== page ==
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Wednesday, 3 December 2003
Page: 23692


Mrs IRWIN (7:39 PM) —As I have noted before in this House, the issue of Middle East peace is not a matter which attracts the attention of many members, nor does it seem to matter much to the government. In reading answers to questions on notice to the Minister for Foreign Affairs in relation to Australia's voting record on resolutions on Palestine and the Middle East adopted by the United Nations General Assembly, I was surprised to learn that since 1996, out of 59 resolutions, Australia has abstained on 35 occasions. This lack of interest is contrasted by the interest in other parts of the world and among private organisations committed to finding peace in the Middle East.

This week in Geneva, with the sponsorship of the Swiss government, Israelis and Palestinians are meeting to discuss proposals for peace in the Middle East. Faced with the stalled road map advocated by US President George Bush and the other quartet partners—the UN, Europe and Russia—Israeli and Palestinian peace activists are meeting to consider peace initiatives from the viewpoint of the people most affected by the conflict. The Geneva accord represents an attempt by Israelis and Palestinians to find a political solution, and that solution will come from the Israelis and Palestinians themselves. It will not be one imposed on them by other nations.

The Geneva initiative is supported by Left Israeli politicians, including Yossi Beilin, Avraham Burg and former Labour Party leader Amram Mitzna. On the Palestinian side, the accord has the tentative backing of Yasser Arafat and the PLO. Arafat has made only a verbal statement that the Palestinian negotiators, who include Palestinian Authority cabinet ministers, have his permission to attend but only as private citizens. He has, however, described the accord as a brave and courageous initiative which opens the door to peace. Arafat has urged Israel to support the accord, but the Sharon government has expressed strong opposition to the initiative.

Two years of secret negotiations have led to the unofficial treaty, which proposes borders between Israel and a future Palestinian state close to the 1967 lines, giving Palestinians almost all of the West Bank and Gaza Strip and part of Jerusalem. It divides sovereignty in Jerusalem, giving the Palestinians sovereignty over the Temple Mount and giving Israel the West Wall. It calls for the removal of most settlements but does little to solve the issue of the right of return for Palestinians. The Geneva accord differs from the road map approach in that it tackles the big issues such as borders and Jerusalem, which are left to the end under the road map.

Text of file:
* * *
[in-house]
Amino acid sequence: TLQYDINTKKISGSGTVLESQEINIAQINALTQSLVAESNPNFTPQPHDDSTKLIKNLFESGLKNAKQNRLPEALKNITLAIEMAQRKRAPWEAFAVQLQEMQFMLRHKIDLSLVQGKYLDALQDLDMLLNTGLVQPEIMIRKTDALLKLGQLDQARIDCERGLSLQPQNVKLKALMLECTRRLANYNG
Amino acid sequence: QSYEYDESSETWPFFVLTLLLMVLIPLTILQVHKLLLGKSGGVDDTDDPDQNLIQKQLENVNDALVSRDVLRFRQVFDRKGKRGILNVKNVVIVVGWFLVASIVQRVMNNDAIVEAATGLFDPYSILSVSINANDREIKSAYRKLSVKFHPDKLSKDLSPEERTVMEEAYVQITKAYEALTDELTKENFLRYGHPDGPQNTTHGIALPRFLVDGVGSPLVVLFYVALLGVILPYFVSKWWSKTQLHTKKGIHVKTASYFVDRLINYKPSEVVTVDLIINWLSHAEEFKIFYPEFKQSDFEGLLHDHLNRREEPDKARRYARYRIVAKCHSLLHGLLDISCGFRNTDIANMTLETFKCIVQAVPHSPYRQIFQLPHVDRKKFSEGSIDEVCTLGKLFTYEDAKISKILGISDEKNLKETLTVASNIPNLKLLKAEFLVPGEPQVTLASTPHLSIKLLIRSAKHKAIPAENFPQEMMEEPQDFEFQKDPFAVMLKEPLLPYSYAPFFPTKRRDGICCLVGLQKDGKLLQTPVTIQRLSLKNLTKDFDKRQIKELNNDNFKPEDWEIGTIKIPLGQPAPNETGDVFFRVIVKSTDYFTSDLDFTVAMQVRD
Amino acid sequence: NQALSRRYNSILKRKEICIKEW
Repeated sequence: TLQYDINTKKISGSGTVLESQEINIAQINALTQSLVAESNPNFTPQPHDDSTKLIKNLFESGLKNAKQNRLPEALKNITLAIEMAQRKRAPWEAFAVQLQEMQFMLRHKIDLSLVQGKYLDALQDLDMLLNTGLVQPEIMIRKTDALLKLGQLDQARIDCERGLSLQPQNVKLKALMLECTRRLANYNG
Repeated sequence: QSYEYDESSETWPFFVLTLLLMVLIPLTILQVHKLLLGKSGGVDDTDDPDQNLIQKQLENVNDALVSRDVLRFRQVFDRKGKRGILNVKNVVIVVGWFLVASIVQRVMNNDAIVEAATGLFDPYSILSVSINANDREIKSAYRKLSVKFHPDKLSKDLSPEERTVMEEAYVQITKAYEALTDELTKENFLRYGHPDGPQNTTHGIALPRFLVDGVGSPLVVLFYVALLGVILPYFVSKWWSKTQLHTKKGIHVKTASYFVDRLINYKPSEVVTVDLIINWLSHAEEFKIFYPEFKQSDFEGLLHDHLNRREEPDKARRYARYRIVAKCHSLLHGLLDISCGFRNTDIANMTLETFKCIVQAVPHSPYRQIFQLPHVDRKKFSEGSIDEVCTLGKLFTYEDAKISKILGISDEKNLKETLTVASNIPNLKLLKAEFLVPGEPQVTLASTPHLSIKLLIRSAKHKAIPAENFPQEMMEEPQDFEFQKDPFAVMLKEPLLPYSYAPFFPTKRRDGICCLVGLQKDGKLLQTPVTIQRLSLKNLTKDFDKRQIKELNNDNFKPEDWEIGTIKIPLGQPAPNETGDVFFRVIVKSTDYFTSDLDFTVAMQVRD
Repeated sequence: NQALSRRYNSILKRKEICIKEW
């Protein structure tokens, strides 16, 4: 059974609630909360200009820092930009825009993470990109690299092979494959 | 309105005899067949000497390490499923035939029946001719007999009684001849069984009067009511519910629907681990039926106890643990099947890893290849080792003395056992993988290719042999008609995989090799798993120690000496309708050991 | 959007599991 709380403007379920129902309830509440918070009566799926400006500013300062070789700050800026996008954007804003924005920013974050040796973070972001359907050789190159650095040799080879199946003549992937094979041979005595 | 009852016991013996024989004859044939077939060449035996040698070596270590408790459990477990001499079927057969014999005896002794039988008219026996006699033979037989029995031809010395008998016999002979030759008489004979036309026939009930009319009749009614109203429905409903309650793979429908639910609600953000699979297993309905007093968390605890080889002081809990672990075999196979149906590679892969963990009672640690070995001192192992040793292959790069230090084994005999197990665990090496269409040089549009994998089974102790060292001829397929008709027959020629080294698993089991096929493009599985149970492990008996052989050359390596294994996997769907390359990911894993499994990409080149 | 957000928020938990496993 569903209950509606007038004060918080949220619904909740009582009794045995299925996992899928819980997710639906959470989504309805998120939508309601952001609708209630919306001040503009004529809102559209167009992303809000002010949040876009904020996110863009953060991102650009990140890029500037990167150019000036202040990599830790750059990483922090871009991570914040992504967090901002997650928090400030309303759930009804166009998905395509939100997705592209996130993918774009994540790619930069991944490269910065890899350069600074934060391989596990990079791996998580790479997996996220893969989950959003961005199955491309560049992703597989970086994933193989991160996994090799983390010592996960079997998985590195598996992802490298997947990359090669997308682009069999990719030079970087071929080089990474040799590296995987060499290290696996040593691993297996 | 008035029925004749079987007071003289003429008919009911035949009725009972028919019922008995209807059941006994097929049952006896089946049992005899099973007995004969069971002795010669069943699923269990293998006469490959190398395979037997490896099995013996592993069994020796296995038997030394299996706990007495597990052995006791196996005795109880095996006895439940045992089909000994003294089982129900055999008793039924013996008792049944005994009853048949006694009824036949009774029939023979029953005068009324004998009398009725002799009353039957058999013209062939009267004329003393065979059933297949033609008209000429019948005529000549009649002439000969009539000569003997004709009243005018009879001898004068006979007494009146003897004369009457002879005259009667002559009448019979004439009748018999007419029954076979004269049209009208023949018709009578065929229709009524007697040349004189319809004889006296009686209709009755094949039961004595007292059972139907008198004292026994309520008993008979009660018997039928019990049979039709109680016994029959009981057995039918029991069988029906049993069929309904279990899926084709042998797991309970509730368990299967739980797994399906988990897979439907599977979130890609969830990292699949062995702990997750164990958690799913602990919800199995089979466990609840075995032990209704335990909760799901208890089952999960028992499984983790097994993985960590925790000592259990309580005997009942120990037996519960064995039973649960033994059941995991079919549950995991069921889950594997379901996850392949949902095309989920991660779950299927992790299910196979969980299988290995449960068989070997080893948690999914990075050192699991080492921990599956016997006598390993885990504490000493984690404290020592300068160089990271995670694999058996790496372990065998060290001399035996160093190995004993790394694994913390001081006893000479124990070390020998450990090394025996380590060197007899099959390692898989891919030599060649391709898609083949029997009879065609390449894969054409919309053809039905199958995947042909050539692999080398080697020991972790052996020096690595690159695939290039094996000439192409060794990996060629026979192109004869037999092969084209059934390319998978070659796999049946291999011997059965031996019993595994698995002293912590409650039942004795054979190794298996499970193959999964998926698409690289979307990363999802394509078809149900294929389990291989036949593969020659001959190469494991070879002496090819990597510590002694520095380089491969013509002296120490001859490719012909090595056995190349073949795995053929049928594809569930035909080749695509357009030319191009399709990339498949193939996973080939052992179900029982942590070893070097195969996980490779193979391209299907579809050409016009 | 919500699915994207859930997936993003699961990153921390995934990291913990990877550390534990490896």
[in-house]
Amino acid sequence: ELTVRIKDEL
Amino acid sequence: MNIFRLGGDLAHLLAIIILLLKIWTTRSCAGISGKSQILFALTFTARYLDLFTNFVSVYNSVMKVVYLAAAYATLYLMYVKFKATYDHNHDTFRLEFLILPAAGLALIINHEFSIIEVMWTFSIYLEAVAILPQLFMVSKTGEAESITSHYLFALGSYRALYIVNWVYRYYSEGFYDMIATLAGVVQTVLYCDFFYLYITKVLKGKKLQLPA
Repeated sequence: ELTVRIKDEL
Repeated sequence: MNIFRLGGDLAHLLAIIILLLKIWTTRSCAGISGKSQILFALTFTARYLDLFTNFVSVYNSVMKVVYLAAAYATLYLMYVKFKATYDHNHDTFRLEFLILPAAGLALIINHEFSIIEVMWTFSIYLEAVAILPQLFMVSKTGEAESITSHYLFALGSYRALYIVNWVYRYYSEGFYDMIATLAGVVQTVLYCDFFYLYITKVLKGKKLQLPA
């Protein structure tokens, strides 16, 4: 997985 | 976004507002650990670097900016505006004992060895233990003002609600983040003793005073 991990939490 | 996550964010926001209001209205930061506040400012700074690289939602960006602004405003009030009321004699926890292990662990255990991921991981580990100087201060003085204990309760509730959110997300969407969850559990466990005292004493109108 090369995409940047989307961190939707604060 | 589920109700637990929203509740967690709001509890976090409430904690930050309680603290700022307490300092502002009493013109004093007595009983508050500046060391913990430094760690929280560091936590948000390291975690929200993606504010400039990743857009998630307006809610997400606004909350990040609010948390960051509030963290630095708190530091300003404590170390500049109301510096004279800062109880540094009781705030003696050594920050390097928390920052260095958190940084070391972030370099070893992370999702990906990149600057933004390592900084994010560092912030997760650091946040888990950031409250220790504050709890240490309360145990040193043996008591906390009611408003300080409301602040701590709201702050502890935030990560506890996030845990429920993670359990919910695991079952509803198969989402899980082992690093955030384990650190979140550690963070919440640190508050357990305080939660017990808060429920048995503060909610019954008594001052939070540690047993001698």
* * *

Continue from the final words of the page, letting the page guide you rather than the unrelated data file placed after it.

US State Department spokesman Richard Boucher has welcomed the Geneva accord as one that would advance dialogue between the two sides. He sees it as assisting progress with the road map in getting to the point where the big issues can be discussed, saying that it is worth while that people are already considering them. The initiators of the agreement are due to meet with US Secretary of State Colin Powell this Friday to give an update on the details of the plan. Last month, Powell told a delegation representing the Israeli Policy Forum that he supports the initiative because he believes it represents the voice of the Israeli and Palestinian publics.

The initiative is supported by resolutions presented to the United States Senate and House of Representatives. Speaking at the launch of the accord, former US President Jimmy Carter said that in order for peace to descend on the Middle East Palestinians first had to renounce violence and Israelis had to choose between peace with its neighbours and settlements. While only 31 per cent of Israelis support the initiative, they are not greatly outnumbered by the 38 per cent who oppose it. Palestinian concerns on the terms of the right of refugees to return are a major stumbling block. The Geneva accord may not be the final draft of a formal agreement for peace in the Middle East, but it does give us a glimpse of what that agreement may look like, and that can only assist the peace process.